Fenton is primarily concerned with the whys of English verse. Why is iambic pentameter the standard line in English? Why do modern poets recite as they do (flatly)? Why are some poetic forms more versatile in English than others? Why has poetic drama in English been moribund since the seventeenth century? If he doesn't have definitive or original answers to such questions, he always speaks authoritatively about them as a poet and broad-ranging student of poetry. He knows and practices what he talks about. He gets history into the discussion by discriminating between what can and can't now be read comprehensibly--that is, between later-than-fifteenth-century verse and earlier poetry, even Chaucer's, which is pronounced very differently--and in the chronological range, from Elizabethan lyrics to a contemporary experimental sonnet, of the poems he quotes to exemplify different forms, meters, and rhythmic variations within the verse line. John Hollander's Rhyme's Reason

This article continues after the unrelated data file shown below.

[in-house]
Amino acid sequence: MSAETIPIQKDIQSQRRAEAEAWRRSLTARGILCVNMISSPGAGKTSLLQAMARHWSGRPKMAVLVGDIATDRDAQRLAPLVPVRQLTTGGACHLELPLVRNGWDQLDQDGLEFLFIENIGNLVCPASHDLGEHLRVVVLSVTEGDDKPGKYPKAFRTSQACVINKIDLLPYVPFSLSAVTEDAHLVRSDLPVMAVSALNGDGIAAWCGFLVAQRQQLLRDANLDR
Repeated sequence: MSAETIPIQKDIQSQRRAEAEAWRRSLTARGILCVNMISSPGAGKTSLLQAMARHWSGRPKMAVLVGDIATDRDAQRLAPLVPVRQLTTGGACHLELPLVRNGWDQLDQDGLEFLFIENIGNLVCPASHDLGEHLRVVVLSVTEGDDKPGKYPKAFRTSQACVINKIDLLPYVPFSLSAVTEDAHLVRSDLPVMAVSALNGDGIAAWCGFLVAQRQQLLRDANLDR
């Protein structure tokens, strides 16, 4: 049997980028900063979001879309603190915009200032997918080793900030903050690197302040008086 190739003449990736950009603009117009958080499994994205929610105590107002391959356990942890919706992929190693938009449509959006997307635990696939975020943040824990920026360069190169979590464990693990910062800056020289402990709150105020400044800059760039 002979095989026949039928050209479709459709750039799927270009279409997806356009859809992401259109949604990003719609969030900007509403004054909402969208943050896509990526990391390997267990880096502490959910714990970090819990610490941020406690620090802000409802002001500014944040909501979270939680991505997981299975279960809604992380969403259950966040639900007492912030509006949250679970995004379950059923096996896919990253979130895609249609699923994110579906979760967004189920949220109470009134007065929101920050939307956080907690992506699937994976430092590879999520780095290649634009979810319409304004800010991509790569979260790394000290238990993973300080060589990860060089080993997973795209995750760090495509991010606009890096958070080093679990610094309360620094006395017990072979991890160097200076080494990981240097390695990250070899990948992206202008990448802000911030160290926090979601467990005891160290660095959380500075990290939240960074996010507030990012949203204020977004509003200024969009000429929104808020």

(3d ed., 2001) remains the best primer on poetic forms per se, but to understand form in English verse, Fenton's your man. Ray OlsonCopyright © American Library Association. All rights reserved
--This text refers to an out of print or unavailable edition of this title.
"[Fenton's] essays educate, enlighten, surprise and thrill, unfailingly." --Robin Lippincott, The New York Times Book Review